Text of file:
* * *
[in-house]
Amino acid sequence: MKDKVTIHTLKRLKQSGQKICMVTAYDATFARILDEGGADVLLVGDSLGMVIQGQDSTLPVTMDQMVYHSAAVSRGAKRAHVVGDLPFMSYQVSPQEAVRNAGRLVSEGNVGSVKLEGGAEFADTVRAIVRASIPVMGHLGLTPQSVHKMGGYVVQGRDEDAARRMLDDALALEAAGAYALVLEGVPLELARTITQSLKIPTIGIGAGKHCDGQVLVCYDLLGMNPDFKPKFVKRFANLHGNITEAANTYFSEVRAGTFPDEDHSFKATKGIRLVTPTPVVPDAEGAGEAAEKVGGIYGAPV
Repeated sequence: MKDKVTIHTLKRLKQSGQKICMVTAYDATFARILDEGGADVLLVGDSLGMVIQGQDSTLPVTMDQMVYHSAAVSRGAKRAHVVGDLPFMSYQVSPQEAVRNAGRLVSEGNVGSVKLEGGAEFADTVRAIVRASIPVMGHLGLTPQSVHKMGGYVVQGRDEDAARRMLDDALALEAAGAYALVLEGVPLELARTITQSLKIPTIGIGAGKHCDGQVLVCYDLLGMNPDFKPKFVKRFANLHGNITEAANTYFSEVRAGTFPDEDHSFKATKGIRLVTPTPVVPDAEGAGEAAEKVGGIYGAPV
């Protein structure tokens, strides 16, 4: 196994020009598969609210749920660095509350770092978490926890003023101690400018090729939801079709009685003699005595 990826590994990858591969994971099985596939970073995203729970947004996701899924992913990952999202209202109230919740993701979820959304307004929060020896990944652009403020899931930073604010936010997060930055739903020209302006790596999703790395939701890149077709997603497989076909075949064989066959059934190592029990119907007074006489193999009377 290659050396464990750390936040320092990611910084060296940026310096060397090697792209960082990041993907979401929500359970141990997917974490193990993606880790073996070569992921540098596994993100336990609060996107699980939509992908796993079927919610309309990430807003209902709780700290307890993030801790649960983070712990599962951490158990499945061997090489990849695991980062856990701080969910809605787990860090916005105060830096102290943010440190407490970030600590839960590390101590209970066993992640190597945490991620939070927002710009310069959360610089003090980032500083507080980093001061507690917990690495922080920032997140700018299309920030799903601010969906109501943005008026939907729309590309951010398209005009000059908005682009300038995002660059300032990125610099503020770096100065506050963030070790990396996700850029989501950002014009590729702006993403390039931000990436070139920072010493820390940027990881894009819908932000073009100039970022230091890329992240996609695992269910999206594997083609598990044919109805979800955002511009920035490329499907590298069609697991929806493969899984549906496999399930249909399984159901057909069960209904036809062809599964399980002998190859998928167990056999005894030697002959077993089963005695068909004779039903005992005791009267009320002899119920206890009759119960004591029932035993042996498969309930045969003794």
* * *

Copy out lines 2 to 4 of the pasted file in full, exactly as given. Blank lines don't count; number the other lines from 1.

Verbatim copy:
Amino acid sequence: MKDKVTIHTLKRLKQSGQKICMVTAYDATFARILDEGGADVLLVGDSLGMVIQGQDSTLPVTMDQMVYHSAAVSRGAKRAHVVGDLPFMSYQVSPQEAVRNAGRLVSEGNVGSVKLEGGAEFADTVRAIVRASIPVMGHLGLTPQSVHKMGGYVVQGRDEDAARRMLDDALALEAAGAYALVLEGVPLELARTITQSLKIPTIGIGAGKHCDGQVLVCYDLLGMNPDFKPKFVKRFANLHGNITEAANTYFSEVRAGTFPDEDHSFKATKGIRLVTPTPVVPDAEGAGEAAEKVGGIYGAPV
Repeated sequence: MKDKVTIHTLKRLKQSGQKICMVTAYDATFARILDEGGADVLLVGDSLGMVIQGQDSTLPVTMDQMVYHSAAVSRGAKRAHVVGDLPFMSYQVSPQEAVRNAGRLVSEGNVGSVKLEGGAEFADTVRAIVRASIPVMGHLGLTPQSVHKMGGYVVQGRDEDAARRMLDDALALEAAGAYALVLEGVPLELARTITQSLKIPTIGIGAGKHCDGQVLVCYDLLGMNPDFKPKFVKRFANLHGNITEAANTYFSEVRAGTFPDEDHSFKATKGIRLVTPTPVVPDAEGAGEAAEKVGGIYGAPV
């Protein structure tokens, strides 16, 4: 196994020009598969609210749920660095509350770092978490926890003023101690400018090729939801079709009685003699005595 990826590994990858591969994971099985596939970073995203729970947004996701899924992913990952999202209202109230919740993701979820959304307004929060020896990944652009403020899931930073604010936010997060930055739903020209302006790596999703790395939701890149077709997603497989076909075949064989066959059934190592029990119907007074006489193999009377 290659050396464990750390936040320092990611910084060296940026310096060397090697792209960082990041993907979401929500359970141990997917974490193990993606880790073996070569992921540098596994993100336990609060996107699980939509992908796993079927919610309309990430807003209902709780700290307890993030801790649960983070712990599962951490158990499945061997090489990849695991980062856990701080969910809605787990860090916005105060830096102290943010440190407490970030600590839960590390101590209970066993992640190597945490991620939070927002710009310069959360610089003090980032500083507080980093001061507690917990690495922080920032997140700018299309920030799903601010969906109501943005008026939907729309590309951010398209005009000059908005682009300038995002660059300032990125610099503020770096100065506050963030070790990396996700850029989501950002014009590729702006993403390039931000990436070139920072010493820390940027990881894009819908932000073009100039970022230091890329992240996609695992269910999206594997083609598990044919109805979800955002511009920035490329499907590298069609697991929806493969899984549906496999399930249909399984159901057909069960209904036809062809599964399980002998190859998928167990056999005894030697002959077993089963005695068909004779039903005992005791009267009320002899119920206890009759119960004591029932035993042996498969309930045969003794």